More than 200 Florida manatees have died in the past two months from a deadly outbreak of toxic red tide. The record-breaking death toll among the gentle giant sea cows has the environmental community worried, as more dead manatees wash up on Florida shores.
The red tide algae bloom that is killing the manatees covers the entire Gulf Coast from the Panhandle to South Florida.
According to a report from the Mote Marine Laboratory in Mother Jones: " In contrast to the many red tide species that are fueled by nutrient pollution associated with urban or agricultural runoff, there is no direct link between nutrient pollution and the frequency or severity of red tides caused by K. brevis.
Florida red tides develop 10-40 miles offshore, away from manmade nutrient sources. Red tides occurred in Florida long before human settlement, and severe red tides were observed in the mid-1900s before the state's coastlines were heavily developed.
However, once red tides are transported inshore, they are capable of using manmade nutrients for their growth."
Manatees ingest the toxic pollution by feeding on contaminated plants and suffer a horrible death. The poison causes paralysis and the manatees die from drowning.
Lowry Park Zoo in Tampa has managed to rescue about a dozen of the sickened manatees, but there are many more infected manatees that will not be so lucky.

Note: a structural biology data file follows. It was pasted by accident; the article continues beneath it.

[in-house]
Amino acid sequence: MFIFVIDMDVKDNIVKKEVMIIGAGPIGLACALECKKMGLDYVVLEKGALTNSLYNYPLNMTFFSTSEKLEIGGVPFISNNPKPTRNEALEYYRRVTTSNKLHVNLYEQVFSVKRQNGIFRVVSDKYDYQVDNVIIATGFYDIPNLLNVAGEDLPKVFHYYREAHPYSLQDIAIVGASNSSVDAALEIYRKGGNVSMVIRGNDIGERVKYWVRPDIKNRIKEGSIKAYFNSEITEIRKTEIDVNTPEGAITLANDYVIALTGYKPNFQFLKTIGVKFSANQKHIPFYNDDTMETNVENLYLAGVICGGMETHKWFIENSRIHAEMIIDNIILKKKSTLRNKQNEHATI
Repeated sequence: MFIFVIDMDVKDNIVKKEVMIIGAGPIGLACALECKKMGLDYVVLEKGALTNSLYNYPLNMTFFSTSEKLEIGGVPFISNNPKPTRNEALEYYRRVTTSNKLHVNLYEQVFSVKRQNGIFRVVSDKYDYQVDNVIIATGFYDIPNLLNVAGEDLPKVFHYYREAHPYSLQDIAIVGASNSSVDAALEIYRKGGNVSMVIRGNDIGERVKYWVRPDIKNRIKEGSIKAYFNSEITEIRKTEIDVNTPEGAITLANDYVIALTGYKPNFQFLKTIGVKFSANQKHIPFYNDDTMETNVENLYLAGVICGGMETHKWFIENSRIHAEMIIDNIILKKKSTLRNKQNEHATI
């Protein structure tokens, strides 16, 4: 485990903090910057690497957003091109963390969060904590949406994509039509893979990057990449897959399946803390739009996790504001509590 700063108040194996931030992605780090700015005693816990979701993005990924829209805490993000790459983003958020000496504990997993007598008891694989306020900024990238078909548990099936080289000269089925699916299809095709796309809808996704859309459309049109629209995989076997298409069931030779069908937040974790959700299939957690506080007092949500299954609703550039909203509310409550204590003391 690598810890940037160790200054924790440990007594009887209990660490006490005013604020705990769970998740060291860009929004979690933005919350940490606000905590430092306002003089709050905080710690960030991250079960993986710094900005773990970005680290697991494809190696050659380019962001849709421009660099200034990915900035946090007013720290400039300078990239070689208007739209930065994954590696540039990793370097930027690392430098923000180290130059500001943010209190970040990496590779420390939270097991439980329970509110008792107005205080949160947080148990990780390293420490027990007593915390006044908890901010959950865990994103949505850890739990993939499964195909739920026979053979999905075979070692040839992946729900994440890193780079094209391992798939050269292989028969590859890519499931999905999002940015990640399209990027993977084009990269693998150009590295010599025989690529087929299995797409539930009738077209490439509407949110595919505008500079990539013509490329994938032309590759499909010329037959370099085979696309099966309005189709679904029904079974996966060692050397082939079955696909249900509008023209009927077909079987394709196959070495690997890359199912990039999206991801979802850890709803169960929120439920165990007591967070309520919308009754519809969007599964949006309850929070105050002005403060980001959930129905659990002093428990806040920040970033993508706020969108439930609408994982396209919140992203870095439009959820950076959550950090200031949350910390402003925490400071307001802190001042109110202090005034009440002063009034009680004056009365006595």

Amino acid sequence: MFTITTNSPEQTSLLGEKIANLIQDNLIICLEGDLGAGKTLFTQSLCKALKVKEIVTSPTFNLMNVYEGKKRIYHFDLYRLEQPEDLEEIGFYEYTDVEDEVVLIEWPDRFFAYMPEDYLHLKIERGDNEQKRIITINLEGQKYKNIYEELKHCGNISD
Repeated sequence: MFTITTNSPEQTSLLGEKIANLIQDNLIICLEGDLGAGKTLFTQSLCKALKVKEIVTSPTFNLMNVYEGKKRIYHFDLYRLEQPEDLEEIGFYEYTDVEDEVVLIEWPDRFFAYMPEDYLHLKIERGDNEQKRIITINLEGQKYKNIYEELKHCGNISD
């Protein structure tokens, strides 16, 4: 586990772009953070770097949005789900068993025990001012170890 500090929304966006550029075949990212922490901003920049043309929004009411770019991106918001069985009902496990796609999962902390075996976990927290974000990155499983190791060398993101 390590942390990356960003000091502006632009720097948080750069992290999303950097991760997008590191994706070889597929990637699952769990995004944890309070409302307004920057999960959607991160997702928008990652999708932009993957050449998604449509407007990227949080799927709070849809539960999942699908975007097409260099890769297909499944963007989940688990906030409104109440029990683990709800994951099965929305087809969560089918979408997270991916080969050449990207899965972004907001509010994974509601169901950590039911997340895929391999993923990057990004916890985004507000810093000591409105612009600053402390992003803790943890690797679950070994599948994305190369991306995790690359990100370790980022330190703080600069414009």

Gov. Rick Scott may be responsible for the dead manatees, as well as the mysterious deaths of more than 100 Brown Pelicans on Florida’s east coast during the same period of time.
Since taking office in 2010, Florida Governor Rick Scott has rolled back water pollution laws. Deadly toxins once banned are now flowing into Florida’s waterways and making their way into the Atlantic Ocean, Gulf of Mexico, and the fragile wildlife breeding grounds of the Florida Everglades.
The drinking water supply of more than 17 million people is also part of the aquifer being polluted by Gov. Scott’s anti-Clean Water Act policy. In 2011, Scott claimed Environmental Protection Agency (EPA) clean water regulations are not needed in Florida, calling the rules “meddling” by the federal government.
Corporate polluters who profit from not having to pay for equipment that filters water before it’s dumped into the environment, appear to be the primary beneficiaries of Scott’s support for repealing regulations on water pollution.
According to Save the Manatee.org, there are only about 4,800 manatees left in Florida waters.
The endangered species has been protected by the federal government since 1972. Most of their unnatural deaths are caused by humans who cut them up when they run over them with boats in shallow waters. Now they are dying from red tide caused by pollution.
It is difficult to image Florida without the gentle manatees that have inhabited its waters for centuries, but as with so many other creatures that once thrived, humans are finding more ways to kill them than to save them.
Sources and more info:
Video NBC News: Manatees dying in record numbers